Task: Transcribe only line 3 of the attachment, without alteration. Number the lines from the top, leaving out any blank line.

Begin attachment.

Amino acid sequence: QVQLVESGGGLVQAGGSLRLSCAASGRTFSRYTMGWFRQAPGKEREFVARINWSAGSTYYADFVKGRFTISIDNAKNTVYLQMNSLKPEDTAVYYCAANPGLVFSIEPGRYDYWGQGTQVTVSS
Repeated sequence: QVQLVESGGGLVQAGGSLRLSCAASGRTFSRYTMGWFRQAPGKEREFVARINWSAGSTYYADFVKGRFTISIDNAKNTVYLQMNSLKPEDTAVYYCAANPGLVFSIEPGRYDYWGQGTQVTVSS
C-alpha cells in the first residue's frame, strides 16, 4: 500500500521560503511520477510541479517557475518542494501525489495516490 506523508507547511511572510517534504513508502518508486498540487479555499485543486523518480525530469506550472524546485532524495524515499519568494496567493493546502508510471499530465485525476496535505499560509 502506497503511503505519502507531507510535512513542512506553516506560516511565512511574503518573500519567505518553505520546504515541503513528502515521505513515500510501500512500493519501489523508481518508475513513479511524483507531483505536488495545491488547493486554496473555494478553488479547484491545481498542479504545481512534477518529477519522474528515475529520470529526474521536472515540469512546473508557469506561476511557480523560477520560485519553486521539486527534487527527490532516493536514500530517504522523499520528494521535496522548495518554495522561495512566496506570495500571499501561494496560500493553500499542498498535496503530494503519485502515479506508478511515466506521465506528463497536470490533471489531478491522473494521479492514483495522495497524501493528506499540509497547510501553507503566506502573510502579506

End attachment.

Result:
C-alpha cells in the first residue's frame, strides 16, 4: 500500500521560503511520477510541479517557475518542494501525489495516490 506523508507547511511572510517534504513508502518508486498540487479555499485543486523518480525530469506550472524546485532524495524515499519568494496567493493546502508510471499530465485525476496535505499560509 502506497503511503505519502507531507510535512513542512506553516506560516511565512511574503518573500519567505518553505520546504515541503513528502515521505513515500510501500512500493519501489523508481518508475513513479511524483507531483505536488495545491488547493486554496473555494478553488479547484491545481498542479504545481512534477518529477519522474528515475529520470529526474521536472515540469512546473508557469506561476511557480523560477520560485519553486521539486527534487527527490532516493536514500530517504522523499520528494521535496522548495518554495522561495512566496506570495500571499501561494496560500493553500499542498498535496503530494503519485502515479506508478511515466506521465506528463497536470490533471489531478491522473494521479492514483495522495497524501493528506499540509497547510501553507503566506502573510502579506